IT'S BEEN A LONG, A LONG TIME COMING...
Last Christmas Eve, four migrant workers—Fayzullo Fazilov, 31, of Uzbekistan; Aleksey Blumberg, 33, of Ukraine; Alexander Bondorev, 25, of Latvia; and Vladimir Korostin, 40, of Uzbekistan fell to their deaths from a 13 floor scaffold in Toronto. Dilshod Marupova, 21, of Uzbekistan, survived the fall with broken legs and spine. At the time, there was a large emergency vigil, organized by Justice for Migrant Workers and No One Is Illegal, and including representatives from the Ontario Federation of Labour (OFL), Unite Here, the United Food and Commercial Workers, and the Canadian Auto Workers. The campaign has continued with the OFL’s “kill a worker, go to jail” campaign. Now, those responsible—directors and project managers for Metron Construction Corporation—have been charged with criminal negligence causing death and criminal negligence causing bodily harm, the harshest charge for workplace deaths in Ontario’s history, which carries a possible life sentence.
Bill C-45—the Criminal Code provision that allows criminal charges to be laid if a company causes death or serious harm due to negligence—is the result of a campaign by the United Steelworkers in the wake of a Nova Scotia mine explosion that killed 26 miners in 1992. The provision has existed for six years but has been gathering dust, despite widespread accidents and deaths. OLF President Sid Ryan has decried the "carnage in the workplace" and noted that noted that, "Since this piece of legislation has been enacted, we've had 300,000 accidents a year in the workplace, which is about 1.8 million accidents reported and over 240 deaths in the workplace - and not one charge has been laid until today.”
This is partly the result of racism. Migrant workers bear the brunt of workplace accidents, as they don’t have the security to demand a safe workplace. As Jessica Ponting, a community legal worker with the Industrial Accident Victims Group of Ontario, pointed out at the emergency vigil, “Employers and recruiters pressure workers to give up rights to compensation under threat of job loss and deportation". Just three weeks ago another two migrant workers, working on a farm near Owen Sounds, died from exposure to toxic fumes. Stephen Colbert has helped raise awareness in the US about the plight of migrant workers, and concluded his congressional testimonry in a rare moment out of character: "migrant workers suffer, and have no rights".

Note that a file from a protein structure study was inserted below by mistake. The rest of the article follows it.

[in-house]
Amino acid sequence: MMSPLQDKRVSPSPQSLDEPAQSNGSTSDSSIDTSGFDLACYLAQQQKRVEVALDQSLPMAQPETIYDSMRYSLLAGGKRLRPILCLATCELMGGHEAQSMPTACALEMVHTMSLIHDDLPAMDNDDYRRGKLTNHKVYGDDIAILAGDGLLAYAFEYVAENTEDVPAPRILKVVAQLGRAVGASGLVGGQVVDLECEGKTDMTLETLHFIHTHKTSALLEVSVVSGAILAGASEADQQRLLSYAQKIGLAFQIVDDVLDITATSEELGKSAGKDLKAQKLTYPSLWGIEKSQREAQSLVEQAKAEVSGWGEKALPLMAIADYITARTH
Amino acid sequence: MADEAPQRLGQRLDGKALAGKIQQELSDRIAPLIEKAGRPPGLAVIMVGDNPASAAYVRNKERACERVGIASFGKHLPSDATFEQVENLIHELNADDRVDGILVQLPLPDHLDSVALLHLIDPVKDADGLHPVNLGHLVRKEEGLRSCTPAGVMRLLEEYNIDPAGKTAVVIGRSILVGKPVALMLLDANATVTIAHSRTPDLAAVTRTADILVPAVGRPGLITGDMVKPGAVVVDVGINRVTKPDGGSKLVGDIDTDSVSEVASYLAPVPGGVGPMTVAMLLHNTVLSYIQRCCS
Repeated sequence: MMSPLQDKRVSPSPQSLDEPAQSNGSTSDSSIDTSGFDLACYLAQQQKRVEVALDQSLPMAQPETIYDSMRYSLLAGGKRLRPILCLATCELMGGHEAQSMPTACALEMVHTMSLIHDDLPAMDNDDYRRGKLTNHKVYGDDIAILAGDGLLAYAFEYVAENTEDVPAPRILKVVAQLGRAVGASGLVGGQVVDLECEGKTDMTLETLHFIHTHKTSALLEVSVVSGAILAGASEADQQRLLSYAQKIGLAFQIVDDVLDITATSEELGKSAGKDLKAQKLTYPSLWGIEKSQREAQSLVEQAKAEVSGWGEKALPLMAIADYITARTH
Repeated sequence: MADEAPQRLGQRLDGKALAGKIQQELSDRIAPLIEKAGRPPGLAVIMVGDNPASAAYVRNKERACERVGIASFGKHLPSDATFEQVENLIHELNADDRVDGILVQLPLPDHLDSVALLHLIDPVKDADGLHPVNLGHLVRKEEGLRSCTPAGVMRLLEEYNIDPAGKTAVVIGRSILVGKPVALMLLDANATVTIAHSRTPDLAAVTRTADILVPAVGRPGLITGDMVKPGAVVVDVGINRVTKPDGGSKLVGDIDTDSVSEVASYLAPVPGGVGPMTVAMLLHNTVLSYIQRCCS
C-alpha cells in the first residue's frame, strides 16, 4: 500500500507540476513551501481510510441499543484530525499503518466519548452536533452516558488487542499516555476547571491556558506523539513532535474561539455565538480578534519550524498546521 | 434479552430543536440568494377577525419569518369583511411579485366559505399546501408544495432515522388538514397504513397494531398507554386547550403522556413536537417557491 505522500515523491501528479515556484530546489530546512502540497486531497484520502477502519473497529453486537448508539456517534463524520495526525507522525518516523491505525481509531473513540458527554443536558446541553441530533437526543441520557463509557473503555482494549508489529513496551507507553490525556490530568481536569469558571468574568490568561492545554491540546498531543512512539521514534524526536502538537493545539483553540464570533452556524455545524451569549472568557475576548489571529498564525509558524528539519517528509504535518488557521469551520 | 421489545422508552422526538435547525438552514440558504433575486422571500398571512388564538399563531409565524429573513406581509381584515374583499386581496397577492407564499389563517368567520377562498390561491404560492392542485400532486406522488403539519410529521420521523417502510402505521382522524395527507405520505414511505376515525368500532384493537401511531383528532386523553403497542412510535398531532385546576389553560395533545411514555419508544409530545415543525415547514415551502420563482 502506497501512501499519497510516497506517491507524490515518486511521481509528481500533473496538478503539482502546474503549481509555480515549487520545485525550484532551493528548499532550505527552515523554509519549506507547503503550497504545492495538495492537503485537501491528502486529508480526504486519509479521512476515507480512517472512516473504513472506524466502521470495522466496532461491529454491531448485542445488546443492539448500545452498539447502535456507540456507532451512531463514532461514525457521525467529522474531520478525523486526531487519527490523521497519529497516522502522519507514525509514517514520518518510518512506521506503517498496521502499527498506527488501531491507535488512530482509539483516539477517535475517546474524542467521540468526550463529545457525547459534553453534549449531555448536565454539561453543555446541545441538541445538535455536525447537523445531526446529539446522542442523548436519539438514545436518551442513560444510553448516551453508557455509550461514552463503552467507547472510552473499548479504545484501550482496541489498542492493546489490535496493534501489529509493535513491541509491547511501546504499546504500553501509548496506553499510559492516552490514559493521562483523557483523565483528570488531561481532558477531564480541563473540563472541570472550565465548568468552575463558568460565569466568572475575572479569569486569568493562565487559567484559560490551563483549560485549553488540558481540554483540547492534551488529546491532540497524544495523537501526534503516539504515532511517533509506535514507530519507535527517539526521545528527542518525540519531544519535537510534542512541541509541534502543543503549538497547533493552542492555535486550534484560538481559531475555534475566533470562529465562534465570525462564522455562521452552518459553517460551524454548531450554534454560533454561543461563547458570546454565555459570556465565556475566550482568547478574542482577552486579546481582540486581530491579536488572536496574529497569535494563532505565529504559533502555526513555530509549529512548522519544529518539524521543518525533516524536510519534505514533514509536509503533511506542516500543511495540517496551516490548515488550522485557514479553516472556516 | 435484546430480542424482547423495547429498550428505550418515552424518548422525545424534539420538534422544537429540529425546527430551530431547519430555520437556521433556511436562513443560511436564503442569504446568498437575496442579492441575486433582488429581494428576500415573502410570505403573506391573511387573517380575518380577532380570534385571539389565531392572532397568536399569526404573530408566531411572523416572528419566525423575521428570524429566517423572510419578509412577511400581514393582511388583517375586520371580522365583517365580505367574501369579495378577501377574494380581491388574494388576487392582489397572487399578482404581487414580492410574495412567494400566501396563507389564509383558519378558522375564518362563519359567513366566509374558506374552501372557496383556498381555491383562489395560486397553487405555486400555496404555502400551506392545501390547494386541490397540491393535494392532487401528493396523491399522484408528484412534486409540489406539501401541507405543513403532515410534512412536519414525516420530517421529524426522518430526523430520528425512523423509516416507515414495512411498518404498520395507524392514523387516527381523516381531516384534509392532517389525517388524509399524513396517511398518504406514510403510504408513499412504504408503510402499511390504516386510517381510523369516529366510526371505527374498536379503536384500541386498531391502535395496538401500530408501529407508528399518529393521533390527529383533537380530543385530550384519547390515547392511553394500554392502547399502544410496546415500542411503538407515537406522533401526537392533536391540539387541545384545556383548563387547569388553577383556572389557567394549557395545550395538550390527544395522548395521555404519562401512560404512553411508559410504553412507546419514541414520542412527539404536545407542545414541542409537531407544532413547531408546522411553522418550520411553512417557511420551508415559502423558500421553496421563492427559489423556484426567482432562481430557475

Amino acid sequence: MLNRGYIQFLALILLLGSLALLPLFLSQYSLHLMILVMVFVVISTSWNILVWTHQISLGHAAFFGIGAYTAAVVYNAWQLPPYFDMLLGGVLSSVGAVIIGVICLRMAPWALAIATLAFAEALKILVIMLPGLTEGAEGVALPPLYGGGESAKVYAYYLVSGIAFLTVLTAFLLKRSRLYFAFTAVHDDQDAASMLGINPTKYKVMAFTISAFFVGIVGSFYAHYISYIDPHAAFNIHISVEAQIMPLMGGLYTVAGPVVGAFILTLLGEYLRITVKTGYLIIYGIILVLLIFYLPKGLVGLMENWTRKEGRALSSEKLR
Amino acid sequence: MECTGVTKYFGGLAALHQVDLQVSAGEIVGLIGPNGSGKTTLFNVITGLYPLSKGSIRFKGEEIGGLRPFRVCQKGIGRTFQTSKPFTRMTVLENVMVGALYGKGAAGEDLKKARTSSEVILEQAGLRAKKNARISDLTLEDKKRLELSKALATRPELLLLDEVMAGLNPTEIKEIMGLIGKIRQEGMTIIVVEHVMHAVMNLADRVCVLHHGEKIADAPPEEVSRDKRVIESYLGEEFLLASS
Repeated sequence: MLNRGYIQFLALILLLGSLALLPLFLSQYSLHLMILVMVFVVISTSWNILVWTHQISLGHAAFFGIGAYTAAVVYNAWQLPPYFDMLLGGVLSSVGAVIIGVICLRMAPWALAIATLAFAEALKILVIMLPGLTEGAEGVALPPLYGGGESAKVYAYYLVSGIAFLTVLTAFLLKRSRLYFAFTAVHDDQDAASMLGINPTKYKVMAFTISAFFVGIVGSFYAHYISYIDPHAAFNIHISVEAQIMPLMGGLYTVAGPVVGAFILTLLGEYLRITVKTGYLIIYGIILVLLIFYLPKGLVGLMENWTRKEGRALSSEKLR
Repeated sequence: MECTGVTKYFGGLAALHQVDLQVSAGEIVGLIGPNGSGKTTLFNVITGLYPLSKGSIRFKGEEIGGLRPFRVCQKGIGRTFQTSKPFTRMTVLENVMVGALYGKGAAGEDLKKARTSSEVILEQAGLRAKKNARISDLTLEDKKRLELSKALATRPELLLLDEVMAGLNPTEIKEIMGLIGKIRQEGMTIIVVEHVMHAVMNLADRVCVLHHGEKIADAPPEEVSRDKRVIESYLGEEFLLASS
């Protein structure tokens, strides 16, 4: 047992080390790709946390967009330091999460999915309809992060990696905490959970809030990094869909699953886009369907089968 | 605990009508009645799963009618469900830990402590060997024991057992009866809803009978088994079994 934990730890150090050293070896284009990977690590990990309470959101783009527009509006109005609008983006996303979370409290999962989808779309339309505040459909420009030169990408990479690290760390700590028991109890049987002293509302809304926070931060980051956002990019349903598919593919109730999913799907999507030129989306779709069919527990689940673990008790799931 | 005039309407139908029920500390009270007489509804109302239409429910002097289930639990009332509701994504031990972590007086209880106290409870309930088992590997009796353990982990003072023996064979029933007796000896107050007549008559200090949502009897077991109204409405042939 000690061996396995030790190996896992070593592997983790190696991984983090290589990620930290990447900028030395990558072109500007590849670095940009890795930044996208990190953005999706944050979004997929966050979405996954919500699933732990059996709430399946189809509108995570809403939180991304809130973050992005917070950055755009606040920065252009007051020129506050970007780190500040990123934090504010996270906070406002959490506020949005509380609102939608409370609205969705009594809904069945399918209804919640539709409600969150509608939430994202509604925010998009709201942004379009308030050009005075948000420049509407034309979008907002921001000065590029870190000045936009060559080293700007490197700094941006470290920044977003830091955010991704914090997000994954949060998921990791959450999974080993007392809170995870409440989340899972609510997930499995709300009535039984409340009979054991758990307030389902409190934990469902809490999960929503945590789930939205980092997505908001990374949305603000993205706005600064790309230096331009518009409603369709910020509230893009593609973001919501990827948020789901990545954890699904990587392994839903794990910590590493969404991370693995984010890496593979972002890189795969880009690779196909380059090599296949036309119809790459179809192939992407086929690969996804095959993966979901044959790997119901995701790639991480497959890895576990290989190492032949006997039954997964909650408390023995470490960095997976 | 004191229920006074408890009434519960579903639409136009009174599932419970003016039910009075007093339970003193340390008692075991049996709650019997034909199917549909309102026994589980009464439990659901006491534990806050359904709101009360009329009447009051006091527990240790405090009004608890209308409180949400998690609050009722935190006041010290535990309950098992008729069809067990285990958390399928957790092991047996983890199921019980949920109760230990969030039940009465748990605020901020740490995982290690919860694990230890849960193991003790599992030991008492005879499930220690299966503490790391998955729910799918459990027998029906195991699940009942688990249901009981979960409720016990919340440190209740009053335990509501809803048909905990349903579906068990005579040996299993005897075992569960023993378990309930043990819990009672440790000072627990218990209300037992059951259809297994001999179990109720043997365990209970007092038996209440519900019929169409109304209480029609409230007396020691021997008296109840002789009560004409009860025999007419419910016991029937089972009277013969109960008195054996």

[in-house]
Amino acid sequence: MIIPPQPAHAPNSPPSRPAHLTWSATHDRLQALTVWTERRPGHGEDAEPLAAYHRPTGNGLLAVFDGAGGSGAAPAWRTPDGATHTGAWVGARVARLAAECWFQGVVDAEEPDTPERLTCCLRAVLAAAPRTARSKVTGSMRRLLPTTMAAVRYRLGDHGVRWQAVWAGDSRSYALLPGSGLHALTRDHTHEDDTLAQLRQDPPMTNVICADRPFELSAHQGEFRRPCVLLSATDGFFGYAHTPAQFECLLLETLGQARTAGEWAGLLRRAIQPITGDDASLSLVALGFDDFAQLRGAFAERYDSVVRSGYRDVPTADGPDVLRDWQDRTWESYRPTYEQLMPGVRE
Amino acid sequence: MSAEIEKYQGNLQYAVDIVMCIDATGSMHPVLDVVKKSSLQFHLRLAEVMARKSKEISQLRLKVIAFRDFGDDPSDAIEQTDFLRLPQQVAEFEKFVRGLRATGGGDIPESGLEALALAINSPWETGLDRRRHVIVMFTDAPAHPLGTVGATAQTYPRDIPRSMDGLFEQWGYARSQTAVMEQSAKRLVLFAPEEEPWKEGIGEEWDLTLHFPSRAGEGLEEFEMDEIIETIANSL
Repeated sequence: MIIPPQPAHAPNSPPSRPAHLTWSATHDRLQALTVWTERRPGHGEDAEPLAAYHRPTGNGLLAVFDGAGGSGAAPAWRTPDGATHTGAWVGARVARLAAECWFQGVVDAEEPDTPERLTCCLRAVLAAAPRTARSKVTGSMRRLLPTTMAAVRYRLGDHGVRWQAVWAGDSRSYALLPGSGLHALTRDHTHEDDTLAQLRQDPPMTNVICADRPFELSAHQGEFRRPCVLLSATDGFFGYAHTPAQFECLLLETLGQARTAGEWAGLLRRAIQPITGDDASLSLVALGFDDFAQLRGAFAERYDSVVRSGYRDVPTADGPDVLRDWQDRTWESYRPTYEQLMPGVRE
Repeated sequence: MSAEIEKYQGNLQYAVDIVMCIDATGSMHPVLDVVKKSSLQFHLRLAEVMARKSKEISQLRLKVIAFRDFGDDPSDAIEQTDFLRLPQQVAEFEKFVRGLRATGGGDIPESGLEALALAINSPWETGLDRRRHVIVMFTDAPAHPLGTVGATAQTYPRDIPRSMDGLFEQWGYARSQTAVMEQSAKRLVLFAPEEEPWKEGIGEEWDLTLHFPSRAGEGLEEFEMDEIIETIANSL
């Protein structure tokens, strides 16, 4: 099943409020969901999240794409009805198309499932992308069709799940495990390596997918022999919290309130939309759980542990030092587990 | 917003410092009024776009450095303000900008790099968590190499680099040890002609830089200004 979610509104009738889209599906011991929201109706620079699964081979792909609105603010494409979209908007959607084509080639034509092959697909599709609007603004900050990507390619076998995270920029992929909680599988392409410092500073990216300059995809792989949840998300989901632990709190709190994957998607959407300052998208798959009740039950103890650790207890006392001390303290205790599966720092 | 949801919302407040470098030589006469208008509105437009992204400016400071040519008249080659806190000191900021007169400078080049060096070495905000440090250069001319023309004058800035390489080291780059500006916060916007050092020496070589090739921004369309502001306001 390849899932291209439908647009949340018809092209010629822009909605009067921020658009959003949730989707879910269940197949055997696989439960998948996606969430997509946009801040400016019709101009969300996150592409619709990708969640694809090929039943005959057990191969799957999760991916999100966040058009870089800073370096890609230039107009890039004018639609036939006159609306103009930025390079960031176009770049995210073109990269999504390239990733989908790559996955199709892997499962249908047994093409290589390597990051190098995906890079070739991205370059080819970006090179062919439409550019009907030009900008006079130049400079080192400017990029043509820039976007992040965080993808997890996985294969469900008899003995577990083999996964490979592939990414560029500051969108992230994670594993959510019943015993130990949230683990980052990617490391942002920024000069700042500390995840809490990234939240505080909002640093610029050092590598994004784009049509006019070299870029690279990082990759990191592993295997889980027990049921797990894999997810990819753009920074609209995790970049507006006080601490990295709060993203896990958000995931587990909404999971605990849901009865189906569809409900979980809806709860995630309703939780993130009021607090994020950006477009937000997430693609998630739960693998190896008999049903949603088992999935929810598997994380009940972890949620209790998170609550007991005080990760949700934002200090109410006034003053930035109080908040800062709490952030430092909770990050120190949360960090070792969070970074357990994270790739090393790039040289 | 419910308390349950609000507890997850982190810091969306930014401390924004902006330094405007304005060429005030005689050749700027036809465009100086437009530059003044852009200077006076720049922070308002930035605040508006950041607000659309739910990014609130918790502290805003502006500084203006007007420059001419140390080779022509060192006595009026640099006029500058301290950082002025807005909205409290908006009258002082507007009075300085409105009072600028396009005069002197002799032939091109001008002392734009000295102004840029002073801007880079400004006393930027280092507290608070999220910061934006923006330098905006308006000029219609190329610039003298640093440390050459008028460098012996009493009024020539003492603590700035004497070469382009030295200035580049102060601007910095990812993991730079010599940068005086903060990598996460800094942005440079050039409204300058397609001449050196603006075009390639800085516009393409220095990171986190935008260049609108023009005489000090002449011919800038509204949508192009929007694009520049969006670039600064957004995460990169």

The experience of migrant workers and the statistics of workplace accidents/deaths also point to the systemic violence in general of work under capitalism. I certainly witness the carnage of the workplace every day at work. At my rotation in plastic surgery/burn unit during med school I was struck by how many patients were workers injured on the job—cooks scalded with oil, electrical workers electrocuted, construction workers with finger amputations. Then at my trauma rotation in residency I noticed that the biggest groups of patients were not from inter-personal violence, but car accidents (more on this type of systemic violence in a later post), and workplace accidents. I remember seeing a couple of patients who fell from scaffolds working the graveyard shift—one who broke both arms and many facial bones, another who died of a massive brain injury. I continue to suture and splint injured workers on a daily basis.
Are all these merely accidents, if workers are forced to perform these dangerous duties to make a living? In his pioneering work on the social determinants of health, Friederich Engels broadened the notion of murder:
“When one individual inflicts bodily injury upon another such injury that death results, we call the deed manslaughter; when the assailant knew in advance that the injury would be fatal, we call his deed murder. But when society places hundreds of proletarians in such a position that they inevitably meet a too early and an unnatural death, one which is quite as much a death by violence as that by the sword or bullet; when it deprives thousands of the necessaries of life, places them under conditions in which they cannot live – forces them, through the strong arm of the law, to remain in such conditions until that death ensues which is the inevitable consequence – knows that these thousands of victims must perish, and yet permits these conditions to remain, its deed is murder just as surely as the deed of the single individual.”The recent charges, won through community and labour campaigns, expose these daily crimes and the necessity of working towards a world where people don't die to make a living.